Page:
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Thiamine or thiamin, also known as vitamin B1 and aneurine hydrochloride, is one of the B vitamins. It is a colorless compound with chemical formula C12H17N4OS. It is soluble in water and insoluble in alcohol. Thiamine decomposes if heated. Its chemical structure contains a pyrimidine ring and a thiazole ring.
Additional recommended knowledge
Thiamine was first discovered in 1910 by Umetaro Suzuki in Japan when researching how rice bran cured patients of beriberi. He named it aberic acid (later orizanin). He did not determine its chemical composition, nor that it was an amine.
It was first crystallized by Jansen and Donath in 1926 (they named it aneurin, for antineuritic vitamin).
Its chemical composition and synthesis was finally reported by Robert R. Williams in 1935. He also coined the name for it, thiamine.
Thiamine phosphate derivatives
There are four known natural thiamine phosphate derivatives: thiamine monophosphate (ThMP), thiamine diphosphate (ThDP) or thiamine pyrophosphate (TPP), thiamine triphosphate (ThTP), and the recently discovered adenosine thiamine triphosphate (AThTP).
Thiamine pyrophosphate (TPP), also known as thiamine diphosphate (ThDP), is a coenzyme for several enzymes that catalyze the dehydrogenation (decarboxylation and subsequent conjugation to Coenzyme A) of alpha-keto acids. Examples include:
Thiamine triphosphate (ThTP) was long considered a specific neuroactive form of thiamine.
However, recently it was shown that ThTP exists in bacteria, fungi, plants and animals suggesting a much more general cellular role. In particular in E. coli it seems to play a role in response to amino acid starvation.
Adenosine thiamine triphosphate
Adenosine thiamine triphosphate (AThTP) or thiaminylated adenosine triphosphate has recently been discovered in Escherichia coli where it accumulates as a result of carbon starvation. In E. coli, AThTP may account for up to 20 % of total thiamine.
It also exists in lesser amounts in yeast, roots of higher plants and animal tissues.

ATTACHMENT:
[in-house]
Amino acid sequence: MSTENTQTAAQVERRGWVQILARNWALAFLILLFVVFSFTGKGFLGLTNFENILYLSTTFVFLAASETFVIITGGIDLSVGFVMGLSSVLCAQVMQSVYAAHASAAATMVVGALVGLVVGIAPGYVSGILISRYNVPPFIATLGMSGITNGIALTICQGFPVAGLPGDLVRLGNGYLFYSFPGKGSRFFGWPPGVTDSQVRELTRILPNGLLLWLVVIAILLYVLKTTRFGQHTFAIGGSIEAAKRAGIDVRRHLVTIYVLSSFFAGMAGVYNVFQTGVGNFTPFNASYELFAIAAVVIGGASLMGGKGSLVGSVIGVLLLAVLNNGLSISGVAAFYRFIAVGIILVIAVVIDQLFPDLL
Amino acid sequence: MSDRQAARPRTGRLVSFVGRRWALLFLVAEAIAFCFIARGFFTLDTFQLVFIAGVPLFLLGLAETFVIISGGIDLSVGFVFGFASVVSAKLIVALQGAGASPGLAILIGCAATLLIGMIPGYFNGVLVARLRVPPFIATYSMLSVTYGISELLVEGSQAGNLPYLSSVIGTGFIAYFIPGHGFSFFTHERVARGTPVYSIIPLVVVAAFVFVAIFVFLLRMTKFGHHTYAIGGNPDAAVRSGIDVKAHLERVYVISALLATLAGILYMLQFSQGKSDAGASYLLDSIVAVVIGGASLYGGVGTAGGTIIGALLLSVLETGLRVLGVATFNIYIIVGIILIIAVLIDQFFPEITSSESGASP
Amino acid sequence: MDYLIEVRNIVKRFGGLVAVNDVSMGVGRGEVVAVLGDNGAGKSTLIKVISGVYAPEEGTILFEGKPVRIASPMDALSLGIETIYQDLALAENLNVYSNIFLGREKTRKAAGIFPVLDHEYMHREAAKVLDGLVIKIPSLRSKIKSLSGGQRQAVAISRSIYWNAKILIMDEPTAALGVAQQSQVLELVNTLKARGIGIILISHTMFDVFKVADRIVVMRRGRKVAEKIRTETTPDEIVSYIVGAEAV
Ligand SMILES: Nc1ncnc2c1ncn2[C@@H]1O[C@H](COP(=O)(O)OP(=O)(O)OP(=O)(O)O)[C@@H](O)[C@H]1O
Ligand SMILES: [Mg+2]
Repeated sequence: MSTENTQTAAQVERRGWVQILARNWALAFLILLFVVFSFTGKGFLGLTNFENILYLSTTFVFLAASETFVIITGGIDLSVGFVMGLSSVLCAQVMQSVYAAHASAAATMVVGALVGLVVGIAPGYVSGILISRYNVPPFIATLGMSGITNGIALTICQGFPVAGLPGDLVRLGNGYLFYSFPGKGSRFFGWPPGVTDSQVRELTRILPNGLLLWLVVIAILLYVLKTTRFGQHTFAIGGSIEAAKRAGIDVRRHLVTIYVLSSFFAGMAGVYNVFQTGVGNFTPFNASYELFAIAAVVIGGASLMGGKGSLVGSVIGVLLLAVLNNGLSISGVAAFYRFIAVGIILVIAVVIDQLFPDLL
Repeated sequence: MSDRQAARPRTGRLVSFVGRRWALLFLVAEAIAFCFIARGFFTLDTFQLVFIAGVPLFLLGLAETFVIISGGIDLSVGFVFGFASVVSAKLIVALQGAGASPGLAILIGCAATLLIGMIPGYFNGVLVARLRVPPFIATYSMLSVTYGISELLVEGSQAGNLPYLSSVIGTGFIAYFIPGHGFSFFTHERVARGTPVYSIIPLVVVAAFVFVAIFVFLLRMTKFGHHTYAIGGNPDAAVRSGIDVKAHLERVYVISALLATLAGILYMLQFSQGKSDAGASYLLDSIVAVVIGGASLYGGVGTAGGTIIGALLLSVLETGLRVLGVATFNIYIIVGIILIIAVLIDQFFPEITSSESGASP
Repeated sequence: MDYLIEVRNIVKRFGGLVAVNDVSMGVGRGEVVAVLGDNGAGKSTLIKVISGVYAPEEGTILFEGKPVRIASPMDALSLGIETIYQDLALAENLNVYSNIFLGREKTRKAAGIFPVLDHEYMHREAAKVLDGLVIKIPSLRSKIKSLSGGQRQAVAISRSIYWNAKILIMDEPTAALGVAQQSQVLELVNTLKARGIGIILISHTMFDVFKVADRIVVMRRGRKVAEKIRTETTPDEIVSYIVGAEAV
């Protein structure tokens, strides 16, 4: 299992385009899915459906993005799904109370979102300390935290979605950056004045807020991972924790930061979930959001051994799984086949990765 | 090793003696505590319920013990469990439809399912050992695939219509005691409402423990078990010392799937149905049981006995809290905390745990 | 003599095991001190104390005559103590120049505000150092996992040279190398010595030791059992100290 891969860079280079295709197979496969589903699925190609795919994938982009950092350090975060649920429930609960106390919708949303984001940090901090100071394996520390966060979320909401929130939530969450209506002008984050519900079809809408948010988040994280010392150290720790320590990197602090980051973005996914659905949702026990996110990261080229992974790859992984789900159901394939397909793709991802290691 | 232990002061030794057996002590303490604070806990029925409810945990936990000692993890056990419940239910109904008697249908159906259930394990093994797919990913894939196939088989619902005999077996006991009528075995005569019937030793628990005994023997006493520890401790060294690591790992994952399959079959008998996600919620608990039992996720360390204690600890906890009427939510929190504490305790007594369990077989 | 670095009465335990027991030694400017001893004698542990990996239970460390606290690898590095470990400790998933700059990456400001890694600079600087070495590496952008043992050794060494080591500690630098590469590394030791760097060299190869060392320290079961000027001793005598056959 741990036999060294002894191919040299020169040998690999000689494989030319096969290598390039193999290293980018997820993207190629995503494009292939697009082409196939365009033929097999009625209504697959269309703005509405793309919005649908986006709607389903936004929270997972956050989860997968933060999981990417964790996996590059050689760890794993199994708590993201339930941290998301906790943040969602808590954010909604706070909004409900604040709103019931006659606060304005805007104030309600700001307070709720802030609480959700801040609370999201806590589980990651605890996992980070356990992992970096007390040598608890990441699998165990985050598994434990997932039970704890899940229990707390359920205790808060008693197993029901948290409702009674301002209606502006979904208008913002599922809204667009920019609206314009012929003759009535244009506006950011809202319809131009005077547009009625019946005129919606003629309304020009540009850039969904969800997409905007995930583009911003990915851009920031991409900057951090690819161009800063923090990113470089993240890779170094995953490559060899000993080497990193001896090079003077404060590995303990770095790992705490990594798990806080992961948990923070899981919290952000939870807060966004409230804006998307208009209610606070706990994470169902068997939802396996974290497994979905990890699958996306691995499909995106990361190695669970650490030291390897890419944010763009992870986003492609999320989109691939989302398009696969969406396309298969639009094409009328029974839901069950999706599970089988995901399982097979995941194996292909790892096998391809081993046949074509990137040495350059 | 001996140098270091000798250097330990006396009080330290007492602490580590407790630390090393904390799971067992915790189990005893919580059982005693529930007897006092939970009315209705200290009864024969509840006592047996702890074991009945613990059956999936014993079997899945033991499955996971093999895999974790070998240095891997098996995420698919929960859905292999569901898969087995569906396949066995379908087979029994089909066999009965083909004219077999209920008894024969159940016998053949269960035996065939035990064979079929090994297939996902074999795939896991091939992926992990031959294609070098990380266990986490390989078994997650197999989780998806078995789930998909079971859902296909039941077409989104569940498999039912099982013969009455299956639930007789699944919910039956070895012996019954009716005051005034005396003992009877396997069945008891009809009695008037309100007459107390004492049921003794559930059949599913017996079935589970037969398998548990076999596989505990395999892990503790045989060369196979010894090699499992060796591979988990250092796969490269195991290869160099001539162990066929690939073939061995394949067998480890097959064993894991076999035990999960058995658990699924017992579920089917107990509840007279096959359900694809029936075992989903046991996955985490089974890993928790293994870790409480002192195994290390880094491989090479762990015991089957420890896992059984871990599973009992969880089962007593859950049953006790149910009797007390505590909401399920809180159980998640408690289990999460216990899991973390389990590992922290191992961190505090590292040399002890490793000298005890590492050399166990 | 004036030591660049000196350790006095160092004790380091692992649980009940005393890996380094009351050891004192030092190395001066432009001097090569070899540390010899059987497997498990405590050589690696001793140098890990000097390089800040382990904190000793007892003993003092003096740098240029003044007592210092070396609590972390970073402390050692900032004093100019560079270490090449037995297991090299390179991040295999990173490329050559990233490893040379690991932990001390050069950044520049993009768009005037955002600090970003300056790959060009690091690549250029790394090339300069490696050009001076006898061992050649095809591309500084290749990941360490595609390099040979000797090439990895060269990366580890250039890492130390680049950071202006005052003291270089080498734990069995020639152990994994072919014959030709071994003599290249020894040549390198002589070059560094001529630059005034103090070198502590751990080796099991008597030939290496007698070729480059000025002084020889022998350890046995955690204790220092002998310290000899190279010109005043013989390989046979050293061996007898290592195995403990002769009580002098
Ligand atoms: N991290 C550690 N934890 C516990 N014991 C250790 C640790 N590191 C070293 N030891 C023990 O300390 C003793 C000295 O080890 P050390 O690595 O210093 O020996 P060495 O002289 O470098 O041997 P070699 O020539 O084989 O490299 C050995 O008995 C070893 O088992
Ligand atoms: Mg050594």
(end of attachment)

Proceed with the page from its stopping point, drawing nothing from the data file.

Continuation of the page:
Thiamine plays an important role in helping the body metabolize carbohydrates and fat to produce energy. It is essential for normal growth and development and helps to maintain proper functioning of the heart and the nervous and digestive systems. Thiamine is water-soluble and cannot be stored in the body; however, once absorbed, the vitamin is concentrated in muscle tissue.
Thiamine is found naturally in the following foods, each of which contains at least 0.1 mg of the vitamin per 28-100 g (1-3.5 oz): Green peas, Spinach, Liver, Beef, Pork, Navy beans, Nuts, Pinto beans, Bananas, Soybeans, Goji berries, Whole-grains, Breads, Yeast,the aleurone layer of unpolished rice, and Legumes.
Systemic thiamine deficiency can lead to myriad problems including neurodegeneration, wasting and death. A lack of thiamine can be caused by malnutrition, alcoholism, a diet high in thiaminase-rich foods (raw freshwater fish, raw shellfish, ferns) and/or foods high in anti-thiamine factors (tea, coffee, betel nuts).
It is thought that many people with diabetes have a deficiency of thiamine  and that this may be linked to some of the complications that can occur.
Diagnostic testing for B1 deficiency
A positive diagnosis test for Thiamine deficiency can be ascertained by measuring the activity of transketolase in erythrocyte . Thiamine can also be seen directly in whole blood following the conversion of thiamine to a fluorescent thiochrome derivative.
Genetic diseases of thiamine transport are rare but serious. Thiamine Responsive Megaloblastic Anemia with diabetes mellitus and sensorineural deafness (TRMA) is an autosomal recessive disorder caused by mutations in the gene SLC19A2, a high affinity thiamine transporter. TRMA patients do not show signs of systemic thiamine deficiency, suggesting redundancy in the thiamine transport system. This has led to the discovery of a second high affinity thiamine transporter, SLC19A3.
Online 'Mendelian Inheritance in Man' (OMIM) 249270
Thiamine as an insect repellent
Some studies suggest that taking thiamine (vitamin B1) 25 mg to 50 mg three times per day is effective in reducing mosquito bites. A large intake of Thiamine produces a skin odor that is not detectable by humans, but is disagreeable to female mosquitoes. Thiamine takes more than 2 weeks before the odor fully saturates the skin. With the advances in topical preparations there is an increasing number of Thiamine based repellent products. Whilst there is considerable anecdotal evidence of Thiamine products being effective in the field (Australia, US and Canada), there have yet to be any clinical trials run to demonstrate the efficacy of these products.
A 2002 pilot study administered thiamine tetrahydrofurfuryl disulfide (TTFD) rectally to ten autism spectrum children, and found beneficial clinical effect in eight. This study has not been replicated and a 2006 review of thiamine by the same author did not mention thiamine's possible effect on autism.
|This article is licensed under the GNU Free Documentation License. It uses material from the Wikipedia article "Thiamine". A list of authors is available in Wikipedia.|